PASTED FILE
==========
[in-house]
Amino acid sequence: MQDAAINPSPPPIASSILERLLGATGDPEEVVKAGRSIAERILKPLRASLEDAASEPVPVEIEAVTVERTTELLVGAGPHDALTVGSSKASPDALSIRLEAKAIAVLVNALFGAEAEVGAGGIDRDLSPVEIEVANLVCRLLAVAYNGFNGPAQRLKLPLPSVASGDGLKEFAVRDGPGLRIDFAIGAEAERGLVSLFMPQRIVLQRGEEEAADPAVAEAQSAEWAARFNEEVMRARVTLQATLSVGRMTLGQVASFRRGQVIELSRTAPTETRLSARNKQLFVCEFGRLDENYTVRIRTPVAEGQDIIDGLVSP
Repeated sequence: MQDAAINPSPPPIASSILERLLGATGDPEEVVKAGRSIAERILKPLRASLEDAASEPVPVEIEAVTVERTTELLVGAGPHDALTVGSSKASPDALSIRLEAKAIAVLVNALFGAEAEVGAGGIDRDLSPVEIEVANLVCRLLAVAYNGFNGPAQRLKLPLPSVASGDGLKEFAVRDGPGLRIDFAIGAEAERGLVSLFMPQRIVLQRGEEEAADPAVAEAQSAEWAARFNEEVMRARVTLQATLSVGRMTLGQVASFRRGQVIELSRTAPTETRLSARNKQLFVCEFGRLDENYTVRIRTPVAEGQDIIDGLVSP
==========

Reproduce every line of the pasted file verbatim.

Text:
[in-house]
Amino acid sequence: MQDAAINPSPPPIASSILERLLGATGDPEEVVKAGRSIAERILKPLRASLEDAASEPVPVEIEAVTVERTTELLVGAGPHDALTVGSSKASPDALSIRLEAKAIAVLVNALFGAEAEVGAGGIDRDLSPVEIEVANLVCRLLAVAYNGFNGPAQRLKLPLPSVASGDGLKEFAVRDGPGLRIDFAIGAEAERGLVSLFMPQRIVLQRGEEEAADPAVAEAQSAEWAARFNEEVMRARVTLQATLSVGRMTLGQVASFRRGQVIELSRTAPTETRLSARNKQLFVCEFGRLDENYTVRIRTPVAEGQDIIDGLVSP
Repeated sequence: MQDAAINPSPPPIASSILERLLGATGDPEEVVKAGRSIAERILKPLRASLEDAASEPVPVEIEAVTVERTTELLVGAGPHDALTVGSSKASPDALSIRLEAKAIAVLVNALFGAEAEVGAGGIDRDLSPVEIEVANLVCRLLAVAYNGFNGPAQRLKLPLPSVASGDGLKEFAVRDGPGLRIDFAIGAEAERGLVSLFMPQRIVLQRGEEEAADPAVAEAQSAEWAARFNEEVMRARVTLQATLSVGRMTLGQVASFRRGQVIELSRTAPTETRLSARNKQLFVCEFGRLDENYTVRIRTPVAEGQDIIDGLVSP